Rural students gather in Norfolk for Catholic Schools Week Mass
Fri, 02/16/2018 - 9:57am tcvadmin
By JERRY GUENTHER
NORFOLK – At the inaugural all-rural Catholic schools Mass celebrating Catholic Schools Week Jan. 30, the focus was on unity.
Michael Ashton, superintendent, emphasized it as he welcomed about 300 students from 21 schools and 19 towns, including Atkinson, Crofton, Dodge, Howells, O’Neill, South Sioux City, Wayne, West Point and Winnebago.
Students certainly differ from one another and they traveled a variety of distances to Norfolk, but they all represent one faith, Ashton said.
“This is a real special treat for all of us here today,” the superintendent said as he helped to welcome the students to Sacred Heart Parish’s St. Mary Church and later Norfolk Catholic Schools’ Burns Hall.
The students carried banners of their schools during the processional at Mass, which began the activities. Archbishop George J. Lucas presided and 15 priests concelebrated.
Similar to the long-standing eighth-grade Catholic Schools Week Mass in Omaha, students attending were in eighth grade or sixth grade, depending on the final grade offered at individual elementary schools. Teachers, parents, grandparents and religious brothers and sisters also attended the Mass.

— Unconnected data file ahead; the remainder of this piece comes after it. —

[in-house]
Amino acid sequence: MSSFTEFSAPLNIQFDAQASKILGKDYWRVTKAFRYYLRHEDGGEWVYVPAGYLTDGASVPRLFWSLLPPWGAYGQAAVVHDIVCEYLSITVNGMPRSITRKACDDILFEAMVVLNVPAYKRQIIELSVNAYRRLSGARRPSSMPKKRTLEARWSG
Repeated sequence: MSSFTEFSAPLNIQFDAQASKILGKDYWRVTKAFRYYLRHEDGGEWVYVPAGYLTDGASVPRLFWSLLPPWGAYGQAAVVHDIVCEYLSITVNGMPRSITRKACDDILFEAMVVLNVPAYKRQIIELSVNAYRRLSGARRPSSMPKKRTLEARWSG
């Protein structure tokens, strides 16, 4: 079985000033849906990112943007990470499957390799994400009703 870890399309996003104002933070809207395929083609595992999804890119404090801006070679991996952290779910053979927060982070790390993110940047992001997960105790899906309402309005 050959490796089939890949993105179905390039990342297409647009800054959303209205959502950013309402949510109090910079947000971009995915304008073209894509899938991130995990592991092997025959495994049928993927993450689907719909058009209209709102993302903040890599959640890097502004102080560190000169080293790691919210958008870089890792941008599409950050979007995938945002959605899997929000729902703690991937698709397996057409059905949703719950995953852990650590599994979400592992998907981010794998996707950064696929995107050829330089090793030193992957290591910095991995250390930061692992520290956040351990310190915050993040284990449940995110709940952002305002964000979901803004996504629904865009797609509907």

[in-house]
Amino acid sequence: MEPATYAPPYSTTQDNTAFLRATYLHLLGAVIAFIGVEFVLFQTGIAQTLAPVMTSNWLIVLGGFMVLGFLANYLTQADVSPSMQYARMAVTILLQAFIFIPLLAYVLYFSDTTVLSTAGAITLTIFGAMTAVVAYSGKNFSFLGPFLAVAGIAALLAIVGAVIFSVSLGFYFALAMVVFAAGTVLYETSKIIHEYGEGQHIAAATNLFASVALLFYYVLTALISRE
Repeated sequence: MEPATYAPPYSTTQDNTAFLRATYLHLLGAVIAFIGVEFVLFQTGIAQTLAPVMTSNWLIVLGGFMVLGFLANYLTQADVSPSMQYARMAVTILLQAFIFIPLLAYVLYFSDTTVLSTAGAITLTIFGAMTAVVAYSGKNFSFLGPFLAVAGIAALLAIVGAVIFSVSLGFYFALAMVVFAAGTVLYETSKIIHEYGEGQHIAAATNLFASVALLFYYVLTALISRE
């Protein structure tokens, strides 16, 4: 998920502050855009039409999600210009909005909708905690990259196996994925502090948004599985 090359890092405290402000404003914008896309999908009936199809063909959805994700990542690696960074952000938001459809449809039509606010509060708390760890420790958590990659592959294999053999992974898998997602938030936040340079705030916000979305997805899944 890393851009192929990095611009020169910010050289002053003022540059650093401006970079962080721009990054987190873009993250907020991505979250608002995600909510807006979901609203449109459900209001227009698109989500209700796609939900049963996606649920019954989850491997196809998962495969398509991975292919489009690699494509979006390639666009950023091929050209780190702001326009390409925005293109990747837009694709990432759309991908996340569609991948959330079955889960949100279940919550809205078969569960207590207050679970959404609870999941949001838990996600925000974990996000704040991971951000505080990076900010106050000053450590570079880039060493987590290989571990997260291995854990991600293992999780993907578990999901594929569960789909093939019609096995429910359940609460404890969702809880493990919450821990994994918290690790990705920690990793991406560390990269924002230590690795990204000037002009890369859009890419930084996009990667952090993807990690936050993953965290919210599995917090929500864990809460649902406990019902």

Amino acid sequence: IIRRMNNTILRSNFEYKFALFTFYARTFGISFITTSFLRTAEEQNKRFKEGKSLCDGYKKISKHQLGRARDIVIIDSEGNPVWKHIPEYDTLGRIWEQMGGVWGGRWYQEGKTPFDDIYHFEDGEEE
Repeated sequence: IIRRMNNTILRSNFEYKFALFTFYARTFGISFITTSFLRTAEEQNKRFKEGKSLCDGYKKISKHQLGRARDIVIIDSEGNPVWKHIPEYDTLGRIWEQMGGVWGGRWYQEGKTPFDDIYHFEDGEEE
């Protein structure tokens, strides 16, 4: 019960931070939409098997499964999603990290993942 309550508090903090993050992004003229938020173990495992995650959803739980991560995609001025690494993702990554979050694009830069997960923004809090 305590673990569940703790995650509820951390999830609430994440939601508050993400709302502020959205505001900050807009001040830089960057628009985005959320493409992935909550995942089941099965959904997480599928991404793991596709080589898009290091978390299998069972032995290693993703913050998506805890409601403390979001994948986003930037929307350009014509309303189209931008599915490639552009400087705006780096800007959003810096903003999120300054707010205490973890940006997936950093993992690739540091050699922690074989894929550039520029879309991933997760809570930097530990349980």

And the Norfolk gathering included a mini-retreat, with songs of praise led by musicians Danny Leger of St. Elizabeth Ann Seton Parish in Omaha and Tom Theis of Ainsworth in the Diocese of Grand Island, as well as ice breakers and small group discussions where students from different schools met and mingled.
Hopes are that it can become an annual event during Catholic Schools Week, said Don Ridder, Norfolk Catholic president.
Students, teachers, priests and others said they felt the presence of Jesus during the Mass and retreat.
In the Gospel reading, Jesus performed his first miracle, turning water into wine at a wedding feast. During his homily, Archbishop Lucas said Mary, the mother of Jesus, wanted everyone to put their faith in him and do what he commanded them.
“It is a very important role or responsibility that Mary played in the beginning and still plays today – she wants us to come recognize her Son and come to get to know him,” the archbishop said. “She also wants us to pay attention to what he is offering us or asking of us, and to do what he tells us.”
Archbishop Lucas encouraged the students to remember that Jesus only asks for what will be good. It might not always seem that way at the start or might not be fully understood, but it is important to trust Jesus, he said.
“Jesus only wants good for us,” the archbishop said. “We can take Mary’s instruction to heart and do what Jesus asks of us.”